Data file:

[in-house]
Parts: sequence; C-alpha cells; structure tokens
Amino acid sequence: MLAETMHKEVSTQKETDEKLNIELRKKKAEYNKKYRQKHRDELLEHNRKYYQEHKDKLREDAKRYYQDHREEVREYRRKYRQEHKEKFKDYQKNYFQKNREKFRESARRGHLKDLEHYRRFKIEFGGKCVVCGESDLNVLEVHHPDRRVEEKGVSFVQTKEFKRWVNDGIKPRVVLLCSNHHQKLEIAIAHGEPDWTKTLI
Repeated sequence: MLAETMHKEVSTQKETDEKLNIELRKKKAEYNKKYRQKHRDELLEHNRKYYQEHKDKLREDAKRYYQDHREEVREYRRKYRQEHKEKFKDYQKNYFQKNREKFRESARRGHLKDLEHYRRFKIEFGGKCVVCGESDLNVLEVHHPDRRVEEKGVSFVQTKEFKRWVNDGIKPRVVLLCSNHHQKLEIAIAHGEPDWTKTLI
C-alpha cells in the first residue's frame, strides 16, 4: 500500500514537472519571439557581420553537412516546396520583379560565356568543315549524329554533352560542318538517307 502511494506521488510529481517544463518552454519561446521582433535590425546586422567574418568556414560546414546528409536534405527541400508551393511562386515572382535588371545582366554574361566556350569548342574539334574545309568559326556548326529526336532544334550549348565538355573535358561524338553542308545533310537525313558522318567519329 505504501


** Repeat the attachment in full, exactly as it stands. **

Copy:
[in-house]
Parts: sequence; C-alpha cells; structure tokens
Amino acid sequence: MLAETMHKEVSTQKETDEKLNIELRKKKAEYNKKYRQKHRDELLEHNRKYYQEHKDKLREDAKRYYQDHREEVREYRRKYRQEHKEKFKDYQKNYFQKNREKFRESARRGHLKDLEHYRRFKIEFGGKCVVCGESDLNVLEVHHPDRRVEEKGVSFVQTKEFKRWVNDGIKPRVVLLCSNHHQKLEIAIAHGEPDWTKTLI
Repeated sequence: MLAETMHKEVSTQKETDEKLNIELRKKKAEYNKKYRQKHRDELLEHNRKYYQEHKDKLREDAKRYYQDHREEVREYRRKYRQEHKEKFKDYQKNYFQKNREKFRESARRGHLKDLEHYRRFKIEFGGKCVVCGESDLNVLEVHHPDRRVEEKGVSFVQTKEFKRWVNDGIKPRVVLLCSNHHQKLEIAIAHGEPDWTKTLI
C-alpha cells in the first residue's frame, strides 16, 4: 500500500514537472519571439557581420553537412516546396520583379560565356568543315549524329554533352560542318538517307 502511494506521488510529481517544463518552454519561446521582433535590425546586422567574418568556414560546414546528409536534405527541400508551393511562386515572382535588371545582366554574361566556350569548342574539334574545309568559326556548326529526336532544334550549348565538355573535358561524338553542308545533310537525313558522318567519329 505504501